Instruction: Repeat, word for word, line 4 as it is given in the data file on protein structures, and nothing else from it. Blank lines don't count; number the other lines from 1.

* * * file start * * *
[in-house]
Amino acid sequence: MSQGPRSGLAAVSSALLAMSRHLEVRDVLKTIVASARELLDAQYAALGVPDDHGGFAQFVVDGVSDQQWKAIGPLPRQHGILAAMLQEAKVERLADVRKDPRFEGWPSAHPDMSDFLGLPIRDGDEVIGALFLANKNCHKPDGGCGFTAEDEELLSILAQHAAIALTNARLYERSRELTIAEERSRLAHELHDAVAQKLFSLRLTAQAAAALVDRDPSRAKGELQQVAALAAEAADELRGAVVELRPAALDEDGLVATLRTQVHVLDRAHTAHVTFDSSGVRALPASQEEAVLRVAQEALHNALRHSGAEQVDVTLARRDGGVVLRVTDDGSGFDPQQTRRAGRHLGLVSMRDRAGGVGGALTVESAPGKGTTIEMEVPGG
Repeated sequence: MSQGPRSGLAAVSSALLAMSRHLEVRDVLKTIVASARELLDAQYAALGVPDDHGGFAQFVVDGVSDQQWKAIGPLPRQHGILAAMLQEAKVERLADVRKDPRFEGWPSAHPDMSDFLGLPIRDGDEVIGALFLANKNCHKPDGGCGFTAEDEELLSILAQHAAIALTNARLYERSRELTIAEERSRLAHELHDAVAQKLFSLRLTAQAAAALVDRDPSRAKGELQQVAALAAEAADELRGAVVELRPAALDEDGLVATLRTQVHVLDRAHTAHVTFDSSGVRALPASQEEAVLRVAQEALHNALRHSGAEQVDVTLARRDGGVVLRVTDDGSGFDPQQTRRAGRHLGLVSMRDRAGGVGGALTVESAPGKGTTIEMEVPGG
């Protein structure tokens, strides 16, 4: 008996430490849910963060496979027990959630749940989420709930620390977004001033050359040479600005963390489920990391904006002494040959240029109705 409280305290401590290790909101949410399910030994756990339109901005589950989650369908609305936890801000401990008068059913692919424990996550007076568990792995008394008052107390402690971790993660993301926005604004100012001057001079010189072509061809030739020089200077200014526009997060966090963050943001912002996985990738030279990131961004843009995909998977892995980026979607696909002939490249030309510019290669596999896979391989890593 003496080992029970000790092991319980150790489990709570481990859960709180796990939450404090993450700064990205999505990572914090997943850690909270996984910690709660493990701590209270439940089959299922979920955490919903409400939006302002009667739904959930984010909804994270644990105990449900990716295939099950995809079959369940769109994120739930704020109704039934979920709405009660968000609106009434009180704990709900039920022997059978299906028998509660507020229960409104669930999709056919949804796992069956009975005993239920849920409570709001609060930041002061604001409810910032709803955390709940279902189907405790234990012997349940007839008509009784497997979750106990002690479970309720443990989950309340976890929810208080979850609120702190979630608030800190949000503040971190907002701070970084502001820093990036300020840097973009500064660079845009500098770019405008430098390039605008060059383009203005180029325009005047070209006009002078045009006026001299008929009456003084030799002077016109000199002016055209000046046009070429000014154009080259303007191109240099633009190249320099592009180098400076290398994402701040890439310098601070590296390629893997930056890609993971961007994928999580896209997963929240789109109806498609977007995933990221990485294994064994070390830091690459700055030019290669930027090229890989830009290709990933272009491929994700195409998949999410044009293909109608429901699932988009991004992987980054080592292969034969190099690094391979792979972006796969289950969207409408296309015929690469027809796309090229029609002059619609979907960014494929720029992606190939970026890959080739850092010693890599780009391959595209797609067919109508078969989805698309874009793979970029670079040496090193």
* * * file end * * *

């Protein structure tokens, strides 16, 4: 008996430490849910963060496979027990959630749940989420709930620390977004001033050359040479600005963390489920990391904006002494040959240029109705 409280305290401590290790909101949410399910030994756990339109901005589950989650369908609305936890801000401990008068059913692919424990996550007076568990792995008394008052107390402690971790993660993301926005604004100012001057001079010189072509061809030739020089200077200014526009997060966090963050943001912002996985990738030279990131961004843009995909998977892995980026979607696909002939490249030309510019290669596999896979391989890593 003496080992029970000790092991319980150790489990709570481990859960709180796990939450404090993450700064990205999505990572914090997943850690909270996984910690709660493990701590209270439940089959299922979920955490919903409400939006302002009667739904959930984010909804994270644990105990449900990716295939099950995809079959369940769109994120739930704020109704039934979920709405009660968000609106009434009180704990709900039920022997059978299906028998509660507020229960409104669930999709056919949804796992069956009975005993239920849920409570709001609060930041002061604001409810910032709803955390709940279902189907405790234990012997349940007839008509009784497997979750106990002690479970309720443990989950309340976890929810208080979850609120702190979630608030800190949000503040971190907002701070970084502001820093990036300020840097973009500064660079845009500098770019405008430098390039605008060059383009203005180029325009005047070209006009002078045009006026001299008929009456003084030799002077016109000199002016055209000046046009070429000014154009080259303007191109240099633009190249320099592009180098400076290398994402701040890439310098601070590296390629893997930056890609993971961007994928999580896209997963929240789109109806498609977007995933990221990485294994064994070390830091690459700055030019290669930027090229890989830009290709990933272009491929994700195409998949999410044009293909109608429901699932988009991004992987980054080592292969034969190099690094391979792979972006796969289950969207409408296309015929690469027809796309090229029609002059619609979907960014494929720029992606190939970026890959080739850092010693890599780009391959595209797609067919109508078969989805698309874009793979970029670079040496090193």